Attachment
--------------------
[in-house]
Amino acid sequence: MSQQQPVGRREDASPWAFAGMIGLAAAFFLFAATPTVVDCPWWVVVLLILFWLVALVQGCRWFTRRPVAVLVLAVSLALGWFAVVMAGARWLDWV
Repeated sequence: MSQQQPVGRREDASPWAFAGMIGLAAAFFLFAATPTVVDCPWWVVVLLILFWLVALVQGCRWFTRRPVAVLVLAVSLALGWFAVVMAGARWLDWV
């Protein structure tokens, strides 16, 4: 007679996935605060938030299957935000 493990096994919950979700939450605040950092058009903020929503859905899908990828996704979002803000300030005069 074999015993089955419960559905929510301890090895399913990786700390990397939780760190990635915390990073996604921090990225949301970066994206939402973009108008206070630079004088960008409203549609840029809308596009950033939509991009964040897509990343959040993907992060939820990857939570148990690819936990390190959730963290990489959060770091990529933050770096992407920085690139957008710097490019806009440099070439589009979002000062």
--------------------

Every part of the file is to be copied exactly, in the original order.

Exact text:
[in-house]
Amino acid sequence: MSQQQPVGRREDASPWAFAGMIGLAAAFFLFAATPTVVDCPWWVVVLLILFWLVALVQGCRWFTRRPVAVLVLAVSLALGWFAVVMAGARWLDWV
Repeated sequence: MSQQQPVGRREDASPWAFAGMIGLAAAFFLFAATPTVVDCPWWVVVLLILFWLVALVQGCRWFTRRPVAVLVLAVSLALGWFAVVMAGARWLDWV
């Protein structure tokens, strides 16, 4: 007679996935605060938030299957935000 493990096994919950979700939450605040950092058009903020929503859905899908990828996704979002803000300030005069 074999015993089955419960559905929510301890090895399913990786700390990397939780760190990635915390990073996604921090990225949301970066994206939402973009108008206070630079004088960008409203549609840029809308596009950033939509991009964040897509990343959040993907992060939820990857939570148990690819936990390190959730963290990489959060770091990529933050770096992407920085690139957008710097490019806009440099070439589009979002000062």